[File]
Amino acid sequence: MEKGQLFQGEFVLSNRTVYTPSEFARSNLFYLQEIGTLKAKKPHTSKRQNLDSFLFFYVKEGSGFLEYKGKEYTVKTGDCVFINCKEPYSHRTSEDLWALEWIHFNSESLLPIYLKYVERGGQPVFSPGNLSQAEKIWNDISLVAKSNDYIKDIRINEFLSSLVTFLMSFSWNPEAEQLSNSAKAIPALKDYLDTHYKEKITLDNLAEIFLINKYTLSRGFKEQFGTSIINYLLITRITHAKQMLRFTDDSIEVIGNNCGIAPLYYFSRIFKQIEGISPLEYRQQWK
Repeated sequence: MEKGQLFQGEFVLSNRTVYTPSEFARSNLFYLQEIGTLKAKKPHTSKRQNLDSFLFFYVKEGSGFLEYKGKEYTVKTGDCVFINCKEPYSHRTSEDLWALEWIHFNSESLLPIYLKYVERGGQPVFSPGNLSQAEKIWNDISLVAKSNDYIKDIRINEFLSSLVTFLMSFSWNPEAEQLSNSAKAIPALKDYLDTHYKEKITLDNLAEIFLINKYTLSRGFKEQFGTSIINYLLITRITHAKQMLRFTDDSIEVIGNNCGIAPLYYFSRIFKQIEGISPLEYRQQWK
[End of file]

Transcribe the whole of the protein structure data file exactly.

Amino acid sequence: MEKGQLFQGEFVLSNRTVYTPSEFARSNLFYLQEIGTLKAKKPHTSKRQNLDSFLFFYVKEGSGFLEYKGKEYTVKTGDCVFINCKEPYSHRTSEDLWALEWIHFNSESLLPIYLKYVERGGQPVFSPGNLSQAEKIWNDISLVAKSNDYIKDIRINEFLSSLVTFLMSFSWNPEAEQLSNSAKAIPALKDYLDTHYKEKITLDNLAEIFLINKYTLSRGFKEQFGTSIINYLLITRITHAKQMLRFTDDSIEVIGNNCGIAPLYYFSRIFKQIEGISPLEYRQQWK
Repeated sequence: MEKGQLFQGEFVLSNRTVYTPSEFARSNLFYLQEIGTLKAKKPHTSKRQNLDSFLFFYVKEGSGFLEYKGKEYTVKTGDCVFINCKEPYSHRTSEDLWALEWIHFNSESLLPIYLKYVERGGQPVFSPGNLSQAEKIWNDISLVAKSNDYIKDIRINEFLSSLVTFLMSFSWNPEAEQLSNSAKAIPALKDYLDTHYKEKITLDNLAEIFLINKYTLSRGFKEQFGTSIINYLLITRITHAKQMLRFTDDSIEVIGNNCGIAPLYYFSRIFKQIEGISPLEYRQQWK